Much like with Friday, many theories exist as to how 13 came to be regarded as an unlucky number, and like Friday, the most popular explanation comes once more from Christian tradition. At the Last Supper, it was Judas Iscariot who was said to have been the 13th guest to sit at the table. If you recall, Judas later betrayed Jesus, which led to his crucifixion.
References to 13 as a bad luck omen become more prevalent in Western references starting in the early 18th century, but the idea that 13 is unlucky is not just a Christian phenomena. In many traditions, 12 is associated with completeness and is seen as a symbol of balance – 12 months in a year, 12 Olympic Gods, 12 animals in the Chinese horoscope, 12 sons of Odin, 12 labors of Hercules, 12 Hindu shrines where Shiva is worshiped, 12 successors of Muhammad in Shia Islam, and 12 tribes of Israel. If 12 represented wholeness, then 13 was seen as not quite complete – an awkward, odd, unbalanced number.
We see more recent and widespread examples of superstitions surrounding the number 13 in our day-to-day lives. It’s not uncommon to find buildings or hotels without a 13th floor, and some street addresses even skip from 12 to 14.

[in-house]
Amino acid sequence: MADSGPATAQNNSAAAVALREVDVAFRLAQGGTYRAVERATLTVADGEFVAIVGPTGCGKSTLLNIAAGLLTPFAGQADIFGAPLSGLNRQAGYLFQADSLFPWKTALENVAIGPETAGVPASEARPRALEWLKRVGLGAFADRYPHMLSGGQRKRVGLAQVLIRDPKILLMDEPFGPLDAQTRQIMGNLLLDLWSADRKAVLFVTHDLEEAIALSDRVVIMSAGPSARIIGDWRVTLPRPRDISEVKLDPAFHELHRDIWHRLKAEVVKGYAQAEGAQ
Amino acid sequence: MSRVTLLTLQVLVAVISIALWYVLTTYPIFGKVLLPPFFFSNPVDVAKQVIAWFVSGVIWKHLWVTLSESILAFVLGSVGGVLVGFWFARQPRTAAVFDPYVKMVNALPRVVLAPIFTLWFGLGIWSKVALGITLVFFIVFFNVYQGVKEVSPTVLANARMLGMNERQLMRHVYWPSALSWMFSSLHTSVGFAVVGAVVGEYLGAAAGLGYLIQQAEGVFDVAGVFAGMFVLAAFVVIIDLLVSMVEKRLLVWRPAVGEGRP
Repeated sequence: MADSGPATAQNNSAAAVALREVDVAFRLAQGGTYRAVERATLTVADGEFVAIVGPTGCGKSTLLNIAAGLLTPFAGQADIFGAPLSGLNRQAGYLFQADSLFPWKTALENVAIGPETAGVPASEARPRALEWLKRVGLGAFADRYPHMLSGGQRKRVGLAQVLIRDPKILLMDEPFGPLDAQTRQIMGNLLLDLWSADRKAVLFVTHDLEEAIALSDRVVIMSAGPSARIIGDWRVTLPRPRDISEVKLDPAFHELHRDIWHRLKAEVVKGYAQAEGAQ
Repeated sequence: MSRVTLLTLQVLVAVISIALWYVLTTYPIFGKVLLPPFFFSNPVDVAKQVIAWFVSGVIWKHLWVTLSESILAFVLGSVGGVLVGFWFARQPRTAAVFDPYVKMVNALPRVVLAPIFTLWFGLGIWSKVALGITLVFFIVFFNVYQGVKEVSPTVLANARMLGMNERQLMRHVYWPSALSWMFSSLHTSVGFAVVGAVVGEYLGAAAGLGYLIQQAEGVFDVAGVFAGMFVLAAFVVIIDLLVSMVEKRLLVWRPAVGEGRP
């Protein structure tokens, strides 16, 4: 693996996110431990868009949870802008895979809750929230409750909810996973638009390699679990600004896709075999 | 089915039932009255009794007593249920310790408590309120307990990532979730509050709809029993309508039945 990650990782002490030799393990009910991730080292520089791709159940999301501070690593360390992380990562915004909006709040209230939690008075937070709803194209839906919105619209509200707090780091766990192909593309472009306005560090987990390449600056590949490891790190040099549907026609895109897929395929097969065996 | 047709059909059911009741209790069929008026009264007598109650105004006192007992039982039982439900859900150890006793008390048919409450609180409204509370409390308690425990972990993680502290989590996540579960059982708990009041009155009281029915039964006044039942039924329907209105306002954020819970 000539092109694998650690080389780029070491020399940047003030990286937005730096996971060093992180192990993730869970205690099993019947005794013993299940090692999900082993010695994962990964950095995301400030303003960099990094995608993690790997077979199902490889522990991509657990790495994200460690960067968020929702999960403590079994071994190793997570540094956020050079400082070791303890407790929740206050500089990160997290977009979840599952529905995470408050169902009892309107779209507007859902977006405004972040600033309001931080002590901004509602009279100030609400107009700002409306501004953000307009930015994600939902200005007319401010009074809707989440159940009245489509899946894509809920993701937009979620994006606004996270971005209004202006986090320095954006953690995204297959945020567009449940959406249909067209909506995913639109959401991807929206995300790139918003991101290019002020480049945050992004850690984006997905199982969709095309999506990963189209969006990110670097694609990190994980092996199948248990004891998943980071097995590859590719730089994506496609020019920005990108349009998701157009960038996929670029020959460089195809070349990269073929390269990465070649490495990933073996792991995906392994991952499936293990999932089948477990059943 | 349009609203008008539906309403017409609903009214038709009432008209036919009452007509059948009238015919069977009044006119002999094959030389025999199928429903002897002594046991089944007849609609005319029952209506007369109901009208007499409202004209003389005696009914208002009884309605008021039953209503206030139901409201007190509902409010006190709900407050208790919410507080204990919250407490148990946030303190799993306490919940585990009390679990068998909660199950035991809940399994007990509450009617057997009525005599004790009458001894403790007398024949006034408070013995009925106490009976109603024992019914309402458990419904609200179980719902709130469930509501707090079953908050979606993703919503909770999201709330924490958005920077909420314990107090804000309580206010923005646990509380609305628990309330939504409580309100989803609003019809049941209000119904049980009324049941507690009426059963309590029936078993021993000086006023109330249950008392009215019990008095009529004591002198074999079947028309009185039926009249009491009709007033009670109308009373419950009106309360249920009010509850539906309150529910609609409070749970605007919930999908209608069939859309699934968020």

It’s also worth noting that 13 is not universally seen as unlucky. In Italy, for example, 13 is actually lucky, and it is Friday the 17th that is considered a day of bad luck. This has to do with the writing of 17 in Roman numerals. XVII can be mixed up to make the word VIXI, which literally translates to “I have lived.” This implication of death in the present is seen by some as a sign of misfortune.
But why Friday the 13th?
This all brings us back to our original question of why Friday the 13th is so widely regarded as an unlucky date?
One of the most popular origin stories stems from events that occurred on Friday, October 13, 1307, when members of the Knights Templar – a medieval society – were arrested in France. While there were some arrested on that day, the date was purely coincidence. It was actually modern literature, like The Da Vinci Code by Dan Brown, that helped promote the myth that these arrests are the reason people fear the date.
Actually, the notion to combine two longstanding superstitions wasn’t as widespread as one might think. It wasn’t until the early 20th century, when the expression began to appear more frequently in the press, that the idea of Friday the 13th being the most unlucky day of the year started to gain traction.